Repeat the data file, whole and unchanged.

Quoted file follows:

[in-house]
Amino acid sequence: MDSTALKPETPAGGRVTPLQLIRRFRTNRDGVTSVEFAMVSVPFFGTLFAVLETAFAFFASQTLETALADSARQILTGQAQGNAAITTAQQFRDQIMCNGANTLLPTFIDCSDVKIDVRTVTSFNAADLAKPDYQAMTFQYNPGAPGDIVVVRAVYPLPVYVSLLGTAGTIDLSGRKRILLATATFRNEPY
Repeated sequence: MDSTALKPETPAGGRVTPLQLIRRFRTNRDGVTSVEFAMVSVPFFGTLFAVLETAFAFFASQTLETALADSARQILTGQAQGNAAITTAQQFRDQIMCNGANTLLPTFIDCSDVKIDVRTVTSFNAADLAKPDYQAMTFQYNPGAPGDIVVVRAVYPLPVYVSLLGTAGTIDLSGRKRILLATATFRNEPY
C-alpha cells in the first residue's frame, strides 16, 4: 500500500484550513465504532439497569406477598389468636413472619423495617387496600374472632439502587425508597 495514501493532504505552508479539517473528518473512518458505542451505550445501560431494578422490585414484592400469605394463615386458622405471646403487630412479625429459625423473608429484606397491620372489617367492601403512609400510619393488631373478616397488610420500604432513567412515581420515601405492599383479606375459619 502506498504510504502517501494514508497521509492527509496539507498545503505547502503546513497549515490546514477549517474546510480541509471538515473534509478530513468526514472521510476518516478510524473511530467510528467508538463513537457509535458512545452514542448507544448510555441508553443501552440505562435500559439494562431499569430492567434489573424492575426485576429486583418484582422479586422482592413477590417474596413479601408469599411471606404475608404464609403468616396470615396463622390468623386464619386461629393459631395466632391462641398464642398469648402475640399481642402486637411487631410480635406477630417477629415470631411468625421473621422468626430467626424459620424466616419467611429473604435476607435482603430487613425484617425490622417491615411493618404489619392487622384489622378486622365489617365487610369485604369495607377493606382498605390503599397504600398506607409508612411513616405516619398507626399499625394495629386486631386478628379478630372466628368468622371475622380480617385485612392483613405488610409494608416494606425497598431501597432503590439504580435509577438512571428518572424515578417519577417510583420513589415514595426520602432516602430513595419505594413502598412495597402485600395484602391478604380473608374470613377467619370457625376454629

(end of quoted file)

[in-house]
Amino acid sequence: MDSTALKPETPAGGRVTPLQLIRRFRTNRDGVTSVEFAMVSVPFFGTLFAVLETAFAFFASQTLETALADSARQILTGQAQGNAAITTAQQFRDQIMCNGANTLLPTFIDCSDVKIDVRTVTSFNAADLAKPDYQAMTFQYNPGAPGDIVVVRAVYPLPVYVSLLGTAGTIDLSGRKRILLATATFRNEPY
Repeated sequence: MDSTALKPETPAGGRVTPLQLIRRFRTNRDGVTSVEFAMVSVPFFGTLFAVLETAFAFFASQTLETALADSARQILTGQAQGNAAITTAQQFRDQIMCNGANTLLPTFIDCSDVKIDVRTVTSFNAADLAKPDYQAMTFQYNPGAPGDIVVVRAVYPLPVYVSLLGTAGTIDLSGRKRILLATATFRNEPY
C-alpha cells in the first residue's frame, strides 16, 4: 500500500484550513465504532439497569406477598389468636413472619423495617387496600374472632439502587425508597 495514501493532504505552508479539517473528518473512518458505542451505550445501560431494578422490585414484592400469605394463615386458622405471646403487630412479625429459625423473608429484606397491620372489617367492601403512609400510619393488631373478616397488610420500604432513567412515581420515601405492599383479606375459619 502506498504510504502517501494514508497521509492527509496539507498545503505547502503546513497549515490546514477549517474546510480541509471538515473534509478530513468526514472521510476518516478510524473511530467510528467508538463513537457509535458512545452514542448507544448510555441508553443501552440505562435500559439494562431499569430492567434489573424492575426485576429486583418484582422479586422482592413477590417474596413479601408469599411471606404475608404464609403468616396470615396463622390468623386464619386461629393459631395466632391462641398464642398469648402475640399481642402486637411487631410480635406477630417477629415470631411468625421473621422468626430467626424459620424466616419467611429473604435476607435482603430487613425484617425490622417491615411493618404489619392487622384489622378486622365489617365487610369485604369495607377493606382498605390503599397504600398506607409508612411513616405516619398507626399499625394495629386486631386478628379478630372466628368468622371475622380480617385485612392483613405488610409494608416494606425497598431501597432503590439504580435509577438512571428518572424515578417519577417510583420513589415514595426520602432516602430513595419505594413502598412495597402485600395484602391478604380473608374470613377467619370457625376454629